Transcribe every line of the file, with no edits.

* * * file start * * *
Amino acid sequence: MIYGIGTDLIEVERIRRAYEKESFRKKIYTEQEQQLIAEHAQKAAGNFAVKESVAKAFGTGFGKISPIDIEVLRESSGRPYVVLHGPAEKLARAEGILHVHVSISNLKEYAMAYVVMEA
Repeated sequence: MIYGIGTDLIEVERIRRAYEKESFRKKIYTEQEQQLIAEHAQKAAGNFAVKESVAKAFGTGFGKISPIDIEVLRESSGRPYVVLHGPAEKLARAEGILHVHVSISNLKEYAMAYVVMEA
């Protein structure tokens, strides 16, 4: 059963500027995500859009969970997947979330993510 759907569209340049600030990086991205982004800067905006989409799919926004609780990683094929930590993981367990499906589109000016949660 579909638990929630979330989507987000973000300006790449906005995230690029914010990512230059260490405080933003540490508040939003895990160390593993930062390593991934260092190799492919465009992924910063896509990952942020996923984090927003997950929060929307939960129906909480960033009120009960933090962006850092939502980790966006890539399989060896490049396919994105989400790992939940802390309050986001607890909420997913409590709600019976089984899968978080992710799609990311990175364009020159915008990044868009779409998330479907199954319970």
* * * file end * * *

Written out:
Amino acid sequence: MIYGIGTDLIEVERIRRAYEKESFRKKIYTEQEQQLIAEHAQKAAGNFAVKESVAKAFGTGFGKISPIDIEVLRESSGRPYVVLHGPAEKLARAEGILHVHVSISNLKEYAMAYVVMEA
Repeated sequence: MIYGIGTDLIEVERIRRAYEKESFRKKIYTEQEQQLIAEHAQKAAGNFAVKESVAKAFGTGFGKISPIDIEVLRESSGRPYVVLHGPAEKLARAEGILHVHVSISNLKEYAMAYVVMEA
């Protein structure tokens, strides 16, 4: 059963500027995500859009969970997947979330993510 759907569209340049600030990086991205982004800067905006989409799919926004609780990683094929930590993981367990499906589109000016949660 579909638990929630979330989507987000973000300006790449906005995230690029914010990512230059260490405080933003540490508040939003895990160390593993930062390593991934260092190799492919465009992924910063896509990952942020996923984090927003997950929060929307939960129906909480960033009120009960933090962006850092939502980790966006890539399989060896490049396919994105989400790992939940802390309050986001607890909420997913409590709600019976089984899968978080992710799609990311990175364009020159915008990044868009779409998330479907199954319970």